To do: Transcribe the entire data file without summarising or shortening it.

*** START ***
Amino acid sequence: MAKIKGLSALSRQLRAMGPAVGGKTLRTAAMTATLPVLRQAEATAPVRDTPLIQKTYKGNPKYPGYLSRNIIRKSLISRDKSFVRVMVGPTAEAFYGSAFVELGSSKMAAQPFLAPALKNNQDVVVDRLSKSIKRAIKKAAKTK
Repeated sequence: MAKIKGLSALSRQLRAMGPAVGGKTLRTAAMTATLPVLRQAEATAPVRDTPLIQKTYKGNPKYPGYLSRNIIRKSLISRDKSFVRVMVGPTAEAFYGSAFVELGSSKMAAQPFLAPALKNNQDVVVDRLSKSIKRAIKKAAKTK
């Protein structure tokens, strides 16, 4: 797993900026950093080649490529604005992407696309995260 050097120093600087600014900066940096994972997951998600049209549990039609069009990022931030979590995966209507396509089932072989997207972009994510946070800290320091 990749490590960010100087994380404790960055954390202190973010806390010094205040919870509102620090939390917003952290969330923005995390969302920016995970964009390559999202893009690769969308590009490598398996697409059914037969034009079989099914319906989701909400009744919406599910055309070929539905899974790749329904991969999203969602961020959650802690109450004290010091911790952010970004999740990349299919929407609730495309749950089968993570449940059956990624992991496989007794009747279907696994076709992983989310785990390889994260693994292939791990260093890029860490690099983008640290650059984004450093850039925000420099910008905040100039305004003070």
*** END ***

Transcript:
Amino acid sequence: MAKIKGLSALSRQLRAMGPAVGGKTLRTAAMTATLPVLRQAEATAPVRDTPLIQKTYKGNPKYPGYLSRNIIRKSLISRDKSFVRVMVGPTAEAFYGSAFVELGSSKMAAQPFLAPALKNNQDVVVDRLSKSIKRAIKKAAKTK
Repeated sequence: MAKIKGLSALSRQLRAMGPAVGGKTLRTAAMTATLPVLRQAEATAPVRDTPLIQKTYKGNPKYPGYLSRNIIRKSLISRDKSFVRVMVGPTAEAFYGSAFVELGSSKMAAQPFLAPALKNNQDVVVDRLSKSIKRAIKKAAKTK
């Protein structure tokens, strides 16, 4: 797993900026950093080649490529604005992407696309995260 050097120093600087600014900066940096994972997951998600049209549990039609069009990022931030979590995966209507396509089932072989997207972009994510946070800290320091 990749490590960010100087994380404790960055954390202190973010806390010094205040919870509102620090939390917003952290969330923005995390969302920016995970964009390559999202893009690769969308590009490598398996697409059914037969034009079989099914319906989701909400009744919406599910055309070929539905899974790749329904991969999203969602961020959650802690109450004290010091911790952010970004999740990349299919929407609730495309749950089968993570449940059956990624992991496989007794009747279907696994076709992983989310785990390889994260693994292939791990260093890029860490690099983008640290650059984004450093850039925000420099910008905040100039305004003070």